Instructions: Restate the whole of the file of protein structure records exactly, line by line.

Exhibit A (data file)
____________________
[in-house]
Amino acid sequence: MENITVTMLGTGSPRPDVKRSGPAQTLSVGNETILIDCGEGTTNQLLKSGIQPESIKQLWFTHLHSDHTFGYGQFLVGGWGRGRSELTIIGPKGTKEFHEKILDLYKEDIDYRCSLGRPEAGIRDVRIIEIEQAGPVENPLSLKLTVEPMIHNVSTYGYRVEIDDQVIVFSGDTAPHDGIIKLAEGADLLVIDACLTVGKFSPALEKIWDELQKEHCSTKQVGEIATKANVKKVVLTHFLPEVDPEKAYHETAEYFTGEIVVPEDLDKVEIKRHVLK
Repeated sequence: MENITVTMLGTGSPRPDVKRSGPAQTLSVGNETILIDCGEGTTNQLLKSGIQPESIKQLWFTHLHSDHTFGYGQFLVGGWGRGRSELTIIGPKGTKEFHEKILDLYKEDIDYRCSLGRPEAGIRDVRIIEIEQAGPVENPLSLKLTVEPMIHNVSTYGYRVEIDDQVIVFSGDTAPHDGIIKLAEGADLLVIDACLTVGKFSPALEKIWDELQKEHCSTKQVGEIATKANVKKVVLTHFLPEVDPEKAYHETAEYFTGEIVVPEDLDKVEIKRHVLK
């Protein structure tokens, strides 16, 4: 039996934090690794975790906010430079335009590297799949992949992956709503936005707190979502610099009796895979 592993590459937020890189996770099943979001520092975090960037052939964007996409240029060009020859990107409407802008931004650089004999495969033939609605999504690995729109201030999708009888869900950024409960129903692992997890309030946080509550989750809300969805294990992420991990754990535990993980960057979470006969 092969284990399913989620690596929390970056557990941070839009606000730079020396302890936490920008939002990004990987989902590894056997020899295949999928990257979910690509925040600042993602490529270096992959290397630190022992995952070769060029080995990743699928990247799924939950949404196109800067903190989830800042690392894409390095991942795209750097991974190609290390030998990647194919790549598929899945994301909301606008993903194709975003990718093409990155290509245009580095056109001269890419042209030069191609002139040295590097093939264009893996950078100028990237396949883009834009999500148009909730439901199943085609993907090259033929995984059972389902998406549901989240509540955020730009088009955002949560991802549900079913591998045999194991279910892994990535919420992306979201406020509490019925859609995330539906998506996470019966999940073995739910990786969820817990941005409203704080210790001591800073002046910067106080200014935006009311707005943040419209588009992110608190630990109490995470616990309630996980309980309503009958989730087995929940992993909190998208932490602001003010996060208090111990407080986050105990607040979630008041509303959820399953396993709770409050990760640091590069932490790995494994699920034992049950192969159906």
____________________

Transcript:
[in-house]
Amino acid sequence: MENITVTMLGTGSPRPDVKRSGPAQTLSVGNETILIDCGEGTTNQLLKSGIQPESIKQLWFTHLHSDHTFGYGQFLVGGWGRGRSELTIIGPKGTKEFHEKILDLYKEDIDYRCSLGRPEAGIRDVRIIEIEQAGPVENPLSLKLTVEPMIHNVSTYGYRVEIDDQVIVFSGDTAPHDGIIKLAEGADLLVIDACLTVGKFSPALEKIWDELQKEHCSTKQVGEIATKANVKKVVLTHFLPEVDPEKAYHETAEYFTGEIVVPEDLDKVEIKRHVLK
Repeated sequence: MENITVTMLGTGSPRPDVKRSGPAQTLSVGNETILIDCGEGTTNQLLKSGIQPESIKQLWFTHLHSDHTFGYGQFLVGGWGRGRSELTIIGPKGTKEFHEKILDLYKEDIDYRCSLGRPEAGIRDVRIIEIEQAGPVENPLSLKLTVEPMIHNVSTYGYRVEIDDQVIVFSGDTAPHDGIIKLAEGADLLVIDACLTVGKFSPALEKIWDELQKEHCSTKQVGEIATKANVKKVVLTHFLPEVDPEKAYHETAEYFTGEIVVPEDLDKVEIKRHVLK
């Protein structure tokens, strides 16, 4: 039996934090690794975790906010430079335009590297799949992949992956709503936005707190979502610099009796895979 592993590459937020890189996770099943979001520092975090960037052939964007996409240029060009020859990107409407802008931004650089004999495969033939609605999504690995729109201030999708009888869900950024409960129903692992997890309030946080509550989750809300969805294990992420991990754990535990993980960057979470006969 092969284990399913989620690596929390970056557990941070839009606000730079020396302890936490920008939002990004990987989902590894056997020899295949999928990257979910690509925040600042993602490529270096992959290397630190022992995952070769060029080995990743699928990247799924939950949404196109800067903190989830800042690392894409390095991942795209750097991974190609290390030998990647194919790549598929899945994301909301606008993903194709975003990718093409990155290509245009580095056109001269890419042209030069191609002139040295590097093939264009893996950078100028990237396949883009834009999500148009909730439901199943085609993907090259033929995984059972389902998406549901989240509540955020730009088009955002949560991802549900079913591998045999194991279910892994990535919420992306979201406020509490019925859609995330539906998506996470019966999940073995739910990786969820817990941005409203704080210790001591800073002046910067106080200014935006009311707005943040419209588009992110608190630990109490995470616990309630996980309980309503009958989730087995929940992993909190998208932490602001003010996060208090111990407080986050105990607040979630008041509303959820399953396993709770409050990760640091590069932490790995494994699920034992049950192969159906």